Hospital: Breast removal rates "plummet" by iodine-seeding tumors

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The introduction of the iodine seed - a tumor detection technique - greatly improved breast cancer treatment for women and dramatically reduced the number of re-operations and mastectomies, according to the Catharina hospital in Eindhoven.

The iodine seed is a small seed that is placed in the tumor before a breast surgery under local anesthesia. It emits a low dose of radiation, with the aid of a gamma radiation detector, shows the exact location of the tumor. During the surgery, it enables the surgeon to quickly pinpoint location of the tumor, allowing for a more precise surgery.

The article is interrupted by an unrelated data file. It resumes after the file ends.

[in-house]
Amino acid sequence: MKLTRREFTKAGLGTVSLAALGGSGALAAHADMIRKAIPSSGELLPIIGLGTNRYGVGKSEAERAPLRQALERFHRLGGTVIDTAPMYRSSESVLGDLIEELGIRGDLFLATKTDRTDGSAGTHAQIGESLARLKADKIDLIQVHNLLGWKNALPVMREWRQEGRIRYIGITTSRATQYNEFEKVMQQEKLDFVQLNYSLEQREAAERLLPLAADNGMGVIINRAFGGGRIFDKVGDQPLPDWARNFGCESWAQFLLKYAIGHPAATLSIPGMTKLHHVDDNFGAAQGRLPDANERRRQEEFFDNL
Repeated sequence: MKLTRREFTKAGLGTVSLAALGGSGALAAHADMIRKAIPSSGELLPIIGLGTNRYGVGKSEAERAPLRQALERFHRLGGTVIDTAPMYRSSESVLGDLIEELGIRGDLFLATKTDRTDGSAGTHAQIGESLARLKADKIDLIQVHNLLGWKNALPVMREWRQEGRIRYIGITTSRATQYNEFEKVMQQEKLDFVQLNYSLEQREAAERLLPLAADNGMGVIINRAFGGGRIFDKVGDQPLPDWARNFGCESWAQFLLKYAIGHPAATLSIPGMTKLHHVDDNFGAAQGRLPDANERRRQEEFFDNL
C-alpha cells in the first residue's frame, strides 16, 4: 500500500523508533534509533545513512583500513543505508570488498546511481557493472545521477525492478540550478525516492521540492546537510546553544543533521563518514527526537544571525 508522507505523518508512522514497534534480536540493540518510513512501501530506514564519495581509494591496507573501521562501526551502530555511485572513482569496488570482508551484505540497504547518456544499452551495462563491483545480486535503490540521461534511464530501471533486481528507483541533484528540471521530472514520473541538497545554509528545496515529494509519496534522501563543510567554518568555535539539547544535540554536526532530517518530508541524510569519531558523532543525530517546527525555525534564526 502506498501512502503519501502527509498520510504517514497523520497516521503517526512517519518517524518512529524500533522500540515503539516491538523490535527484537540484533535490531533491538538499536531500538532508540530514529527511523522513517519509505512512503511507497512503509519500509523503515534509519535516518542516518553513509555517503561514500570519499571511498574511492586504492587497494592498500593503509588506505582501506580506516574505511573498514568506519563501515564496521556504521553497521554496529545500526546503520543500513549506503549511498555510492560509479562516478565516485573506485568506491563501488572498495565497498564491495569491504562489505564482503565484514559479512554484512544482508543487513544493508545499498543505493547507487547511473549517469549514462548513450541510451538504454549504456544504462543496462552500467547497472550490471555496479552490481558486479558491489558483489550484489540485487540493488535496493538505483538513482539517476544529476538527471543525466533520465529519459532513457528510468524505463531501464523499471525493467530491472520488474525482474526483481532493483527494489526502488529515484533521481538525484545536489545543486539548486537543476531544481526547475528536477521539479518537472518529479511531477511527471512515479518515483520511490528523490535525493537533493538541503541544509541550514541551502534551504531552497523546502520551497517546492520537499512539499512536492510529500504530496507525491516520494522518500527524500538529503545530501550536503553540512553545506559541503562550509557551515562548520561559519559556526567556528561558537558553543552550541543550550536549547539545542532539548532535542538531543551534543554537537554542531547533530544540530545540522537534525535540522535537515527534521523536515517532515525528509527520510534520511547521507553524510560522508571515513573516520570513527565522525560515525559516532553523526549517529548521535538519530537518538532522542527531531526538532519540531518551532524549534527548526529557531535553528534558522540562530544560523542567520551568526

"In situations where a mastectomy was chosen in the past, such as with multiple tumors in the breast, breast-conserving surgery can now be performed more frequently through this localization technique with iodine seeds", Yvonne van Riet, surgeon at the Catharina Hospital, explained in the hospital's press release.

The Catharina Hospital was the first hospital to implement the use of iodine seeds in 2003. Over the past 12.5 years, the hospital treated more than 1,500 in this way and saw the number of re-operations and breast removals "plummet" in this time.

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